Since the last notes were written the Society has organised four very successful debates. The first was on the motion that "Fathers are Fools," proposed by K. Lloyd and seconded by P.A.Timberlake. The proposer's speech, which was very amusing and very provocative, was well answered by the opposer, Dr. Lloyd, who was seconded by Mr. Ellis. Other speakers at this debate were J.E.Lynch, G.A.Barnard, P.E.Cooke, R.F.Liggins, E.S.Williams, Mr. Morgan, and the Headmaster. The motion was lost by an overwhelming majority.
The second of the four debates was held in the Hall during school hours, the whole School being in attendance. The Headmaster was in the chai, and the motion before the House was that "Hockey is a Preferable Game to Football for the Second Winter Term." Mr. West, proposing the motion, made two eloquent and well-calculated speeches on behalf of hockey. Mr. Hyde seconded. Mr.Morgan, whose otherwise very effective speech was marred by an insistence on the financial aspect of the matter, which, as the Chairman pointed out, was quite irrelevant, led the opposition. He was seconded by Mr. Grantham (O.M.) The only other speech was made by E.W.Scott and was almost inaudible. The motion was carried by a small majority.
The third debate was again of a humorous character, the motion being that "The Fishmonger is of Greater Value to the Community than the Politician." The motion was proposed by E.G.M.Stitcher, who spoke in his usual rambling style, and seconded by J.E.Lynch. A very amusing speech was made in opposition by Mr. Durrant, who was seconded by Mr. Morgan. Other speakers were G.A.Barnard and P.G.H.Hopkins. The motion was lost by 31 votes to 21.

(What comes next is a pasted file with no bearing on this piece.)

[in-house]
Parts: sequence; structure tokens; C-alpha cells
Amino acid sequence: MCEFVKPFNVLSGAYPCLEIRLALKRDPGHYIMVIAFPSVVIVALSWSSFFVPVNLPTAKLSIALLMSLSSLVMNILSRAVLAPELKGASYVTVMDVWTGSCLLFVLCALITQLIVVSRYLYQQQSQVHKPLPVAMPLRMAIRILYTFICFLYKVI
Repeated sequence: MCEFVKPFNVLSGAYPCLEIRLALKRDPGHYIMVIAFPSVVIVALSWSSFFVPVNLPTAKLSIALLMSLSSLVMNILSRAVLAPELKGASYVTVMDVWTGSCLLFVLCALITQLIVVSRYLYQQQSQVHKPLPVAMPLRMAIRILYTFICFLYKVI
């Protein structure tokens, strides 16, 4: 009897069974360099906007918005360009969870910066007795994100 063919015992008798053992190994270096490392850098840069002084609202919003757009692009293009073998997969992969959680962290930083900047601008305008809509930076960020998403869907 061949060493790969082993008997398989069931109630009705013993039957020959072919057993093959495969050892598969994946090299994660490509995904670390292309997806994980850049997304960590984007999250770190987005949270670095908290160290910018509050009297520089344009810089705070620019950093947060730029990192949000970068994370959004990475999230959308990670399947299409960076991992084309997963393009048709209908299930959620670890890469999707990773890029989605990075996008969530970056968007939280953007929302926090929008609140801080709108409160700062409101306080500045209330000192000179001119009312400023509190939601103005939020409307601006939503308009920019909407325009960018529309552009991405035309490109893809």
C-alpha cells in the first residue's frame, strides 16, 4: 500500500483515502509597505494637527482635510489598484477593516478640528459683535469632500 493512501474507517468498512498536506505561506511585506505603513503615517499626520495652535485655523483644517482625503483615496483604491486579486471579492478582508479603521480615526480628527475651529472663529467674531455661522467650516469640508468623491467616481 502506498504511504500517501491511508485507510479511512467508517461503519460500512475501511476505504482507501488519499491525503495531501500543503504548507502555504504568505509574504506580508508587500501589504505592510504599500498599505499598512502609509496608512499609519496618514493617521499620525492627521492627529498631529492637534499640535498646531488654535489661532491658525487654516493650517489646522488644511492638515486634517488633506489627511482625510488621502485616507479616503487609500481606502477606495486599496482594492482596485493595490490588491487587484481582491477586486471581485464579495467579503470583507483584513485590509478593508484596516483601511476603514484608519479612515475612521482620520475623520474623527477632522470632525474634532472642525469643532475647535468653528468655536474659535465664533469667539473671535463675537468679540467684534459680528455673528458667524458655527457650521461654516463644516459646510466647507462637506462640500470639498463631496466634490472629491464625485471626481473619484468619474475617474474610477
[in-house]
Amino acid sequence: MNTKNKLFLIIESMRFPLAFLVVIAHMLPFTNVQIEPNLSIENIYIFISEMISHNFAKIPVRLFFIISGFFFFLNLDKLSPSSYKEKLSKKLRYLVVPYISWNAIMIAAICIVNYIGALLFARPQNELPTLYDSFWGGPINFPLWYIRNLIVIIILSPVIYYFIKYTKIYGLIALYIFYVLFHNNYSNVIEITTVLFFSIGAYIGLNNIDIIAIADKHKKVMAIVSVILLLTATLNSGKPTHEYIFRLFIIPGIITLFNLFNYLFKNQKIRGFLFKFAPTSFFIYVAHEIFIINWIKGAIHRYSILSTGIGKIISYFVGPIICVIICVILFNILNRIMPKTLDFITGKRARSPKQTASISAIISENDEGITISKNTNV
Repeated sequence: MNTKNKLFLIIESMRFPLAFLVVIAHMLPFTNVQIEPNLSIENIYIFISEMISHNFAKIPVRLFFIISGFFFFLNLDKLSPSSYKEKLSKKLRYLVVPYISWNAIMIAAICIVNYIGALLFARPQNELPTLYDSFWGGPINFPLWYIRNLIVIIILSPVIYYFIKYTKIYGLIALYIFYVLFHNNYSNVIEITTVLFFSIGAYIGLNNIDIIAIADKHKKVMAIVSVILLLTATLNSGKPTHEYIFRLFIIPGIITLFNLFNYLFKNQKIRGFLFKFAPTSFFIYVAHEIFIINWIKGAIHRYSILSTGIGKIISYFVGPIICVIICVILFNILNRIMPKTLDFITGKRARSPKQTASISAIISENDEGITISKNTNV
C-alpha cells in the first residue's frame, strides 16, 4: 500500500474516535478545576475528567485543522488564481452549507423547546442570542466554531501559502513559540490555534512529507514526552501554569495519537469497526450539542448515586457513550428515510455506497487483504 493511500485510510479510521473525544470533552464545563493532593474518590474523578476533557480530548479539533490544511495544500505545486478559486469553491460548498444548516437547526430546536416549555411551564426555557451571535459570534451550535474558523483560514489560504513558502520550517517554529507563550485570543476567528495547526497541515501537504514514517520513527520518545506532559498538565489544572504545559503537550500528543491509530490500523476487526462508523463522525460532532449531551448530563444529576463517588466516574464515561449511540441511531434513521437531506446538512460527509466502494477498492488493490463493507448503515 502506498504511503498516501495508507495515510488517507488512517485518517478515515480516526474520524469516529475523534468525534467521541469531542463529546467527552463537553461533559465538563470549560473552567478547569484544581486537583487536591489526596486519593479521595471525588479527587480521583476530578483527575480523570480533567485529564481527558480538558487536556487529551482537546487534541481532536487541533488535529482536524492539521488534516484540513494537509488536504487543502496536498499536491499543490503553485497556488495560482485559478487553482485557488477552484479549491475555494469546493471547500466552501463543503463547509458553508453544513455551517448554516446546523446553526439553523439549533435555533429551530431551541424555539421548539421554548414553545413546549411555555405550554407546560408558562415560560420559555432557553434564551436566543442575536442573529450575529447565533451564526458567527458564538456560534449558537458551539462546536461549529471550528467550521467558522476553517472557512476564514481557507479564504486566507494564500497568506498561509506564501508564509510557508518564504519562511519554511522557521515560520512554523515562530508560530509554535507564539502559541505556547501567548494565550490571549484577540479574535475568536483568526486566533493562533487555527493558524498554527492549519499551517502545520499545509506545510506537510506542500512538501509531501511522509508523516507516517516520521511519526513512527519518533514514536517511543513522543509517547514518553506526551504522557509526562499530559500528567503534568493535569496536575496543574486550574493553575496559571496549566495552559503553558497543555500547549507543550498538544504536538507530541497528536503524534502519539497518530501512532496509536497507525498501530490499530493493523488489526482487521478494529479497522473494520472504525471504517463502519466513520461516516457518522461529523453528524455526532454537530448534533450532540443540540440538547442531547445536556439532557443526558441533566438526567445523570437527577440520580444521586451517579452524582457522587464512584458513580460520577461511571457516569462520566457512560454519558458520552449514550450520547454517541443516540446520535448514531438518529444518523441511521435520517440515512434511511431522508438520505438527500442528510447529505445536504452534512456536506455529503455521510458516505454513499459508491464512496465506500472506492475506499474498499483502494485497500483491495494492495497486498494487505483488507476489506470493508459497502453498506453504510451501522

The fourth and last debate was held during the present term on the motion that "Collective Control of Industry is the only Way Out of the Present World Chaos." P.A.Timberlalce was in the chair, while the chairman of the Society, E.W.Scott, seconded G.A.Barnard in proposing the motion. Mr. Morgan and his seconder, E.S.Williams, were in opposition. Very emphatic opinions on the subject of socialism were revealed. The debate was not very well attended, and there were no further speakers. The motion was lost by 11 votes to 21.
Proposed events for this term are a debate with Wanstead County High School and a mock trial to be held during school hours.
The Society has started its season very successfully, having held already, in addition to the annual general meeting, three well-attended debates. At the annual general meeting K.Lloyd was elected chairman of the Society; P.A.Timberlake was re-elected secretary; while the following were elected to the committee: Mr. Ellis, F.P.Day, A.R.Kiggins, S.F.Pritchard, O.L.Wade. Mr. Ellis, Day, and Wade have since resigned. On the resignation of Mr. Ellis, Dr. Lloyd took over the management of the Society, and is now working hard to increase the number of its supporters in the School.
The first debate was on the motion that "In the opinion of this House Science will destroy Civilisation." All speakers were agreed that the only way in which science could destroy civilisation was by its being used in warfare. The proposer, K.Lloyd, maintained that war was inevitable, but P.A.Timberlake, leading the opposition, said that he did not believe that the youth of the world would again allow millions of lives to be sacrificed to satisfy the whims of a few. D.R.Vicary seconded the proposition, R.S.Vine was against, and there were five other speakers. The motion was lost by 21 votes to 36.
The motion at the second debate was, "In the opinion of this House there should be a Speed-limit for private Motorcars in Towns." D. Border proposed the motion and was seconded by H.R.Wilcock, but the opponents, W.F.Daggett and his seconder, R.P.Towndrow, had much more support in the House. Mr. Taylor was one of the many speakers. The motion was lost by 21 votes to 83.
At the third debate the motion that "This House prefers an Annual Examination to Monthly Tests" was defeated by 89 votes to 124. The proposers, L.R.Hollis and S.I.A.Cartwright, set a bad example by reading their speeches. F.C.Carpenter led the opposition, S.W.H.Grainger seconding, and there were eight other speakers.
Although this season's debates have been very well attended, the standard of speaking has not been as high as that of last season. This is because a number of our most experienced debaters left last term, among them G.A.Sarnard and E.W.Scott, who for several years were loyal supporters of the Society. We hope, however, that some of our less experienced speakers will make the most of the opportunities for practice that the debates afford, and become in time skilful debaters.